SYDNEY, Australia -- Over 300 experts have today provided their submission to the Western Australia Environmental Protection Authority (EPA), rejecting the scientific grounds for the proposed three-year drum-line program. Coordinating scientist, Professor Jessica Meeuwig from the University of Western Australia said: "To have over 300 researchers, including some of the world's top shark specialists and marine ecologists, all strongly agreeing that there is no scientific basis for the lethal drum-line program, tells you how unjustified the government's proposal is. If the EPA and the Federal Minister for the Environment are using science for decisions, the drum-line proposal should not be approved."
The experts agree that the proposal presents no evidence that the lethal drum-line program, as implemented, will improve ocean safety. It ignores evidence from other hook-based programs in Hawaii and Queensland that have been shown to be ineffective in reducing shark attacks on humans.
Dr. Christopher Neff from the University of Sydney stated: "There is no evidence that drum lines alone reduce shark bites. The Western Australia EPA now faces a question of science versus politics with global implications because it is considering establishing a new international norm that would allow for the killing of protected white sharks."
The drum lines are ineffective and indiscriminate, with 78% of the sharks captured not considered 'threatening' to humans. Yet, scientifically supported, non-lethal alternatives such as the South African 'Shark Spotter' and Brazil's 'Tag and Remove' programs are not adequately assessed as viable options for Western Australia.
Dr. Fred Whoriskey from Dalhousie University (Canada) and Executive Director of the global Ocean Tracking Network (OTN) that includes over 400 scientists from 15 countries, said: "The OTN has protested the cull because it makes the oceans less safe. The cull undermines white shark research programs that provide the fundamental understanding of the behavior of these animals that is key to guiding ocean-safety strategies."
The experts are also concerned that potential impacts on protected and threatened species are poorly evaluated, and ignore uncertainty, population biology, and the best available, peer-reviewed estimates of population size. Instead, the government is relying on its own internal estimates.
University of Queensland Principal Research Fellow Jennifer Ovenden challenged the science of the Western Australian Government submission. The government accepted the results of her two-year, peer-reviewed study identifying separate white shark populations on the east and west coasts, but ignored the estimated numbers of animals in her study. She stated, "I think it's unprofessional and inappropriate because they are making inferences from inappropriate data sources using computer models. I think it would have been prudent to include our mature individual estimates in at least one computer model."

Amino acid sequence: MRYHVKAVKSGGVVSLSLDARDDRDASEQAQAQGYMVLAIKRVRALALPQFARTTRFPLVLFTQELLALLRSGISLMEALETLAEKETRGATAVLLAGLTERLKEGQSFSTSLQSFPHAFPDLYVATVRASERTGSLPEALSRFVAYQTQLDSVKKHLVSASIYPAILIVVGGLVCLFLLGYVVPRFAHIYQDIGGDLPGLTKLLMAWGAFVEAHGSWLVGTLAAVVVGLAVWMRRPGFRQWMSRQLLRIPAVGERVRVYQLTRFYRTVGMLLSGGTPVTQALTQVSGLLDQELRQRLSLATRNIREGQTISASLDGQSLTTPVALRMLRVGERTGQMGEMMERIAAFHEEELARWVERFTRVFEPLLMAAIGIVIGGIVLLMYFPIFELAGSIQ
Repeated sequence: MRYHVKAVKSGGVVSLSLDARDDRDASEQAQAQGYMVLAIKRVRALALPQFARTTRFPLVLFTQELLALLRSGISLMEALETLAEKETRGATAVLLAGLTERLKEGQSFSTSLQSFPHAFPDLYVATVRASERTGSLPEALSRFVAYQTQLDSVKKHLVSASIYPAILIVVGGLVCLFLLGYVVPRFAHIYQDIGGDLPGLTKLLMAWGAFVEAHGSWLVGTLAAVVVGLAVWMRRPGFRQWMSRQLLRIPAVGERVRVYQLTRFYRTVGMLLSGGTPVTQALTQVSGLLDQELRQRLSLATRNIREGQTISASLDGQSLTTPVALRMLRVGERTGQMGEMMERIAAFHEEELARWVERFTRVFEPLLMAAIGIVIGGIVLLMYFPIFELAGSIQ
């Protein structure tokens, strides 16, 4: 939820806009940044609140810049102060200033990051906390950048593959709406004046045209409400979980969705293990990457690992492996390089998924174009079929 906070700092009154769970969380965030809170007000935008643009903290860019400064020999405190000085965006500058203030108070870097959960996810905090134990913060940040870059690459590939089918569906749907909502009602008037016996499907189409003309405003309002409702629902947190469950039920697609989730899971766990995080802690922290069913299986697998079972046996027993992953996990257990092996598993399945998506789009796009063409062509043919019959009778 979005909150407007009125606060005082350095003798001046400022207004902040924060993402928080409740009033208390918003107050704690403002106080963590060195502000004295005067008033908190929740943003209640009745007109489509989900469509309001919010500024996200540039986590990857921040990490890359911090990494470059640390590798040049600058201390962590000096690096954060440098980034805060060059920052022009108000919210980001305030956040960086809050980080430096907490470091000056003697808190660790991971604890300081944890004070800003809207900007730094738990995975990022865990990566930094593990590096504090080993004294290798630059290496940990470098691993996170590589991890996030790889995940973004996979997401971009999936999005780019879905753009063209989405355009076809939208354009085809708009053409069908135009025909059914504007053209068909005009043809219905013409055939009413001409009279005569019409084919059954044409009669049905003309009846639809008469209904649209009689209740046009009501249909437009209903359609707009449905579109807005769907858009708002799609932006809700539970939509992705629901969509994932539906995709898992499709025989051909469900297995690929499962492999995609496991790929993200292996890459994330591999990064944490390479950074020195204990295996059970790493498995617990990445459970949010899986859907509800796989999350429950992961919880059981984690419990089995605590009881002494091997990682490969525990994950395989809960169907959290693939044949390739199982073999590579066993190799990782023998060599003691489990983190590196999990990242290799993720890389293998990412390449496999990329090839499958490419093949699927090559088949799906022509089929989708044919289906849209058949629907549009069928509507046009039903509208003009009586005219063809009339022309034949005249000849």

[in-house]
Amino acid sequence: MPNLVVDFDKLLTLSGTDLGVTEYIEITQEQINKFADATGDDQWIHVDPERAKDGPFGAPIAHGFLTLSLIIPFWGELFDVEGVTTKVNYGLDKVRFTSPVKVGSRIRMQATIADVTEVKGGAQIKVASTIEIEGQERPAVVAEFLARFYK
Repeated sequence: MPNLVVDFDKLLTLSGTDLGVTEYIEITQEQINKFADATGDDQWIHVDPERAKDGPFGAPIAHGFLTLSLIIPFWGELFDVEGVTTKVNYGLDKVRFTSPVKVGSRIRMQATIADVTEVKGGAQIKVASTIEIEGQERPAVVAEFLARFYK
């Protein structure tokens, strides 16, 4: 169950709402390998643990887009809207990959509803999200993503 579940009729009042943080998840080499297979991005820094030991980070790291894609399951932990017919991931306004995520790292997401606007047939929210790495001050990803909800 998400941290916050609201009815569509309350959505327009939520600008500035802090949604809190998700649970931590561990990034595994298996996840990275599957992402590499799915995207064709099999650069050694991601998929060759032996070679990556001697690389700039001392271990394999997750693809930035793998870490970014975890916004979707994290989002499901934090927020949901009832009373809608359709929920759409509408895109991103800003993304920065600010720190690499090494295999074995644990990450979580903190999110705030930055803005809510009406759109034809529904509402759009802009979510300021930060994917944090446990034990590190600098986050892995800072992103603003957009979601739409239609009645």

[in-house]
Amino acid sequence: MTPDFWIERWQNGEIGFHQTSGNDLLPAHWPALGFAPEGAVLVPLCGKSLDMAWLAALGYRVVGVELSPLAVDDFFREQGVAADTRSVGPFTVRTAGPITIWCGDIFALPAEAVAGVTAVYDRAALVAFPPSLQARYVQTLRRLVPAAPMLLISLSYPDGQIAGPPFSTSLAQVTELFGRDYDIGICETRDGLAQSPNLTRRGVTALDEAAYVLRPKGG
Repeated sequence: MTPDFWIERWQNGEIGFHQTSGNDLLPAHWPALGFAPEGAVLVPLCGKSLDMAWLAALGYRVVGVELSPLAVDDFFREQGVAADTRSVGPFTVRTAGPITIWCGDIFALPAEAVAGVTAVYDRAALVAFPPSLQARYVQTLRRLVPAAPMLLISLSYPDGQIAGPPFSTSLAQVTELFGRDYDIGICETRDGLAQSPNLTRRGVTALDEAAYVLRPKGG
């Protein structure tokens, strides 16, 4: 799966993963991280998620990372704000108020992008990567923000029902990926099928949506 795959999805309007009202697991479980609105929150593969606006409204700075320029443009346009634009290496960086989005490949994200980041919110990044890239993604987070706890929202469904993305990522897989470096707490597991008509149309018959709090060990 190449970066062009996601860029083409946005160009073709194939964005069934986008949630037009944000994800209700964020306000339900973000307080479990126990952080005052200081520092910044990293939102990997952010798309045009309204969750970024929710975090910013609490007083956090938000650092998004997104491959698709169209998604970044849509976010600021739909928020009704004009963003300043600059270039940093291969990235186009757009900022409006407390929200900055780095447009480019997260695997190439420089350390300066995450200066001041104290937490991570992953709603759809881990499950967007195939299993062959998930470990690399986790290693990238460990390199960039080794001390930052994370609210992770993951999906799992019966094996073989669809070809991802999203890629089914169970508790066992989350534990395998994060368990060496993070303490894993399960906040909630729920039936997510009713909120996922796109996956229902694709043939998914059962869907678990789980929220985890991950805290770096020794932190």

Professor Corey Bradshaw, world-renowned ecologist from the University of Adelaide, added: "Killing sharks indiscriminately will never reduce shark attacks on humans until we kill ever last one of them. Committing comprehensive sharkocide like that would only destroy the ocean ecosystem supporting recreational diving, fishing, oxygen production and climate regulation. The Western Australia Government's policy is nothing but a political circus and will only do long-term damage."
Negative impacts on the wider marine ecosystem and World Heritage Areas are dismissed with little justification, ignoring existing scientific knowledge on the role that sharks play in maintaining ecosystem health.
Professor Mike Heithaus from Florida International University said, "More than 15 years of research on the ecological importance of tiger sharks in Western Australian waters has shown that these animals – especially the large individuals targeted by the cull – play a critical role in the major seagrass ecosystems that provide immense benefits to people in Western Australia.
The loss of tiger sharks could destabilize the system and negatively impact ocean health and economic benefits. We also know that tiger sharks range up and down the Western Australian coast, so effects of a culling program could be widespread."
Prof Bob Costanza, an internationally respected ecological economist from the Australian National University said:"Marine ecosystems provide a range of valuable services to humanity. Removing apex predators from these systems can have unintended ecological and economic costs that far outweigh any real or perceived benefits."
Noting the important role that Australia plays in global leadership for the oceans, Dr. Elliott Norse, Founder and Chief Scientist of the Marine Conservation Institute (USA) asked:"How can a country be a leader when it comes to saving whales in Antarctica, but kill threatened sharks in Western Australia? It is a step backwards at a time when a growing list of countries is moving to protect larger areas of our oceans, in part to protect these mobile large predators, as has recently occurred in the US with President Obama's announcement of a greatly expanded Pacific Remote Islands Marine National Monument."
Professor Meeuwig concluded that: "This statement highlights that, given the lack of demonstrated safety benefits of drum lines, the uncertainties around the impacts of a cull on threatened and ecologically important marine wildlife and the ecosystems they inhabit, and given the availability of immediately applicable, proven, non-lethal alternatives, we don't need to resort to a 1960s-style lethal response to achieve safety outcomes."
The scientific consensus from 301 experts categorically condemns the ineffective and dangerous policy of killing sharks in Western Australia.
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